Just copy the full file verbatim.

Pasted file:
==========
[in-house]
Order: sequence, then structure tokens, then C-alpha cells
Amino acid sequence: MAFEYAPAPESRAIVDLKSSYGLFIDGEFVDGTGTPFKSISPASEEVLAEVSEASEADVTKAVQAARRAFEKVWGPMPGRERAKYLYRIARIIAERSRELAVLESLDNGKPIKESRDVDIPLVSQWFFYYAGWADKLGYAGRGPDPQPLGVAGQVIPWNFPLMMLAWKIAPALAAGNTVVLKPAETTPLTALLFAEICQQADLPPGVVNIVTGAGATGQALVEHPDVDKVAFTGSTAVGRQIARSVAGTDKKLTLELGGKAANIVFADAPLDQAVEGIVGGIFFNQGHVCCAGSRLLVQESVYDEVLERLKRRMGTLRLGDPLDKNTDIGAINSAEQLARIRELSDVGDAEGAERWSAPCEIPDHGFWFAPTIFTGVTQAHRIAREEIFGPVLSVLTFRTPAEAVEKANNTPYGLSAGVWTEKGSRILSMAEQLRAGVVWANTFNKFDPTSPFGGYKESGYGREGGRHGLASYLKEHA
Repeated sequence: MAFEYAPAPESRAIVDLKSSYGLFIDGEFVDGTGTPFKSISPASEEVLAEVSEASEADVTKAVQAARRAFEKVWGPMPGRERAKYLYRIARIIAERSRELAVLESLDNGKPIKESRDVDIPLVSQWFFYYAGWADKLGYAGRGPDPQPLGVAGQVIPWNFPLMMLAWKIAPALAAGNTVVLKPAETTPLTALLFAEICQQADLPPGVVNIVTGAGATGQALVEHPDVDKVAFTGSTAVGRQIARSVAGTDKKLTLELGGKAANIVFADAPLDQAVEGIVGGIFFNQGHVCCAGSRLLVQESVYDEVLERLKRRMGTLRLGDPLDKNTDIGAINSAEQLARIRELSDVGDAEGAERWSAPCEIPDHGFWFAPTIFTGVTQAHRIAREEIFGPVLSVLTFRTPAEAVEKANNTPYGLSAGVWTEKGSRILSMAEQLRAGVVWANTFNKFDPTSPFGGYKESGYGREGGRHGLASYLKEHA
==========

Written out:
[in-house]
Order: sequence, then structure tokens, then C-alpha cells
Amino acid sequence: MAFEYAPAPESRAIVDLKSSYGLFIDGEFVDGTGTPFKSISPASEEVLAEVSEASEADVTKAVQAARRAFEKVWGPMPGRERAKYLYRIARIIAERSRELAVLESLDNGKPIKESRDVDIPLVSQWFFYYAGWADKLGYAGRGPDPQPLGVAGQVIPWNFPLMMLAWKIAPALAAGNTVVLKPAETTPLTALLFAEICQQADLPPGVVNIVTGAGATGQALVEHPDVDKVAFTGSTAVGRQIARSVAGTDKKLTLELGGKAANIVFADAPLDQAVEGIVGGIFFNQGHVCCAGSRLLVQESVYDEVLERLKRRMGTLRLGDPLDKNTDIGAINSAEQLARIRELSDVGDAEGAERWSAPCEIPDHGFWFAPTIFTGVTQAHRIAREEIFGPVLSVLTFRTPAEAVEKANNTPYGLSAGVWTEKGSRILSMAEQLRAGVVWANTFNKFDPTSPFGGYKESGYGREGGRHGLASYLKEHA
Repeated sequence: MAFEYAPAPESRAIVDLKSSYGLFIDGEFVDGTGTPFKSISPASEEVLAEVSEASEADVTKAVQAARRAFEKVWGPMPGRERAKYLYRIARIIAERSRELAVLESLDNGKPIKESRDVDIPLVSQWFFYYAGWADKLGYAGRGPDPQPLGVAGQVIPWNFPLMMLAWKIAPALAAGNTVVLKPAETTPLTALLFAEICQQADLPPGVVNIVTGAGATGQALVEHPDVDKVAFTGSTAVGRQIARSVAGTDKKLTLELGGKAANIVFADAPLDQAVEGIVGGIFFNQGHVCCAGSRLLVQESVYDEVLERLKRRMGTLRLGDPLDKNTDIGAINSAEQLARIRELSDVGDAEGAERWSAPCEIPDHGFWFAPTIFTGVTQAHRIAREEIFGPVLSVLTFRTPAEAVEKANNTPYGLSAGVWTEKGSRILSMAEQLRAGVVWANTFNKFDPTSPFGGYKESGYGREGGRHGLASYLKEHA